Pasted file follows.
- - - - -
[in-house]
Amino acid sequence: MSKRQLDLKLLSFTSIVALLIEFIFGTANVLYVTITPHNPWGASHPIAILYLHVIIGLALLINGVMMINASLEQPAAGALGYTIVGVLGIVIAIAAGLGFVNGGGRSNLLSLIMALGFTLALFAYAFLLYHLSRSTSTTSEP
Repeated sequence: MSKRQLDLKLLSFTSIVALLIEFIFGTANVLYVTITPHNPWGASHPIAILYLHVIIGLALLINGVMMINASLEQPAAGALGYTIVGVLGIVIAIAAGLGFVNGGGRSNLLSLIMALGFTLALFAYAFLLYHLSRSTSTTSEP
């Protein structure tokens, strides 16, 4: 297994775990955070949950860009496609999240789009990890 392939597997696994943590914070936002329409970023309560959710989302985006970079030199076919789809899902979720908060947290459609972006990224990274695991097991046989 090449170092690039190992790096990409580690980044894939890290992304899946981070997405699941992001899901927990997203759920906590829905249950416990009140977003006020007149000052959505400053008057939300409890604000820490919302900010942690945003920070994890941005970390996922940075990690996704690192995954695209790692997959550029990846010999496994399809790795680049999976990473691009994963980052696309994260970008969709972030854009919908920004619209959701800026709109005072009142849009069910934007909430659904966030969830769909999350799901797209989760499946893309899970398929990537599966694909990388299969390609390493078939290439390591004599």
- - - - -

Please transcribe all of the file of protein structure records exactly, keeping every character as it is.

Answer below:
[in-house]
Amino acid sequence: MSKRQLDLKLLSFTSIVALLIEFIFGTANVLYVTITPHNPWGASHPIAILYLHVIIGLALLINGVMMINASLEQPAAGALGYTIVGVLGIVIAIAAGLGFVNGGGRSNLLSLIMALGFTLALFAYAFLLYHLSRSTSTTSEP
Repeated sequence: MSKRQLDLKLLSFTSIVALLIEFIFGTANVLYVTITPHNPWGASHPIAILYLHVIIGLALLINGVMMINASLEQPAAGALGYTIVGVLGIVIAIAAGLGFVNGGGRSNLLSLIMALGFTLALFAYAFLLYHLSRSTSTTSEP
């Protein structure tokens, strides 16, 4: 297994775990955070949950860009496609999240789009990890 392939597997696994943590914070936002329409970023309560959710989302985006970079030199076919789809899902979720908060947290459609972006990224990274695991097991046989 090449170092690039190992790096990409580690980044894939890290992304899946981070997405699941992001899901927990997203759920906590829905249950416990009140977003006020007149000052959505400053008057939300409890604000820490919302900010942690945003920070994890941005970390996922940075990690996704690192995954695209790692997959550029990846010999496994399809790795680049999976990473691009994963980052696309994260970008969709972030854009919908920004619209959701800026709109005072009142849009069910934007909430659904966030969830769909999350799901797209989760499946893309899970398929990537599966694909990388299969390609390493078939290439390591004599």